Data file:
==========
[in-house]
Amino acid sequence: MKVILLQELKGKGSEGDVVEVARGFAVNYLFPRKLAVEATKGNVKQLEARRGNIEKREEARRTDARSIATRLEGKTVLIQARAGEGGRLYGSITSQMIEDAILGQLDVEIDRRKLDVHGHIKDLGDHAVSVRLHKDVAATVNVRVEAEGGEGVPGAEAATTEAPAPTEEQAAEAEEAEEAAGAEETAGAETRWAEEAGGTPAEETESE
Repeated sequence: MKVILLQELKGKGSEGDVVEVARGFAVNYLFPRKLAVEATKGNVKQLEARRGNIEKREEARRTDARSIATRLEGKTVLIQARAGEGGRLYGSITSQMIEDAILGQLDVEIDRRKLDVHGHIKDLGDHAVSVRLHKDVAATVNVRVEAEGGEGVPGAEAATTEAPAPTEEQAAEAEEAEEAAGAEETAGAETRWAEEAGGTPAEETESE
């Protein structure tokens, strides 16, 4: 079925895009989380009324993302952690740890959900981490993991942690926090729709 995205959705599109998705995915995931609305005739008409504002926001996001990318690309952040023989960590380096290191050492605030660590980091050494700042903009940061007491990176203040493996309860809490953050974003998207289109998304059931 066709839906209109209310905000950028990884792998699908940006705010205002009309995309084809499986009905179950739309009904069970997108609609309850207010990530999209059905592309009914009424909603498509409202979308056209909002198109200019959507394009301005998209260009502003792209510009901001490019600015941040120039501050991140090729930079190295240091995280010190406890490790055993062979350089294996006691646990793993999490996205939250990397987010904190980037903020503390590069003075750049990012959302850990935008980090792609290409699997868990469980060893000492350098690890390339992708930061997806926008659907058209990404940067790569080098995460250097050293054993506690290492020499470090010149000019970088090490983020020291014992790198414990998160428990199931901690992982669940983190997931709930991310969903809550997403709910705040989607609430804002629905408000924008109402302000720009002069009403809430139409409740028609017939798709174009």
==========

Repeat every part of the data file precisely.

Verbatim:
[in-house]
Amino acid sequence: MKVILLQELKGKGSEGDVVEVARGFAVNYLFPRKLAVEATKGNVKQLEARRGNIEKREEARRTDARSIATRLEGKTVLIQARAGEGGRLYGSITSQMIEDAILGQLDVEIDRRKLDVHGHIKDLGDHAVSVRLHKDVAATVNVRVEAEGGEGVPGAEAATTEAPAPTEEQAAEAEEAEEAAGAEETAGAETRWAEEAGGTPAEETESE
Repeated sequence: MKVILLQELKGKGSEGDVVEVARGFAVNYLFPRKLAVEATKGNVKQLEARRGNIEKREEARRTDARSIATRLEGKTVLIQARAGEGGRLYGSITSQMIEDAILGQLDVEIDRRKLDVHGHIKDLGDHAVSVRLHKDVAATVNVRVEAEGGEGVPGAEAATTEAPAPTEEQAAEAEEAEEAAGAEETAGAETRWAEEAGGTPAEETESE
């Protein structure tokens, strides 16, 4: 079925895009989380009324993302952690740890959900981490993991942690926090729709 995205959705599109998705995915995931609305005739008409504002926001996001990318690309952040023989960590380096290191050492605030660590980091050494700042903009940061007491990176203040493996309860809490953050974003998207289109998304059931 066709839906209109209310905000950028990884792998699908940006705010205002009309995309084809499986009905179950739309009904069970997108609609309850207010990530999209059905592309009914009424909603498509409202979308056209909002198109200019959507394009301005998209260009502003792209510009901001490019600015941040120039501050991140090729930079190295240091995280010190406890490790055993062979350089294996006691646990793993999490996205939250990397987010904190980037903020503390590069003075750049990012959302850990935008980090792609290409699997868990469980060893000492350098690890390339992708930061997806926008659907058209990404940067790569080098995460250097050293054993506690290492020499470090010149000019970088090490983020020291014992790198414990998160428990199931901690992982669940983190997931709930991310969903809550997403709910705040989607609430804002629905408000924008109402302000720009002069009403809430139409409740028609017939798709174009």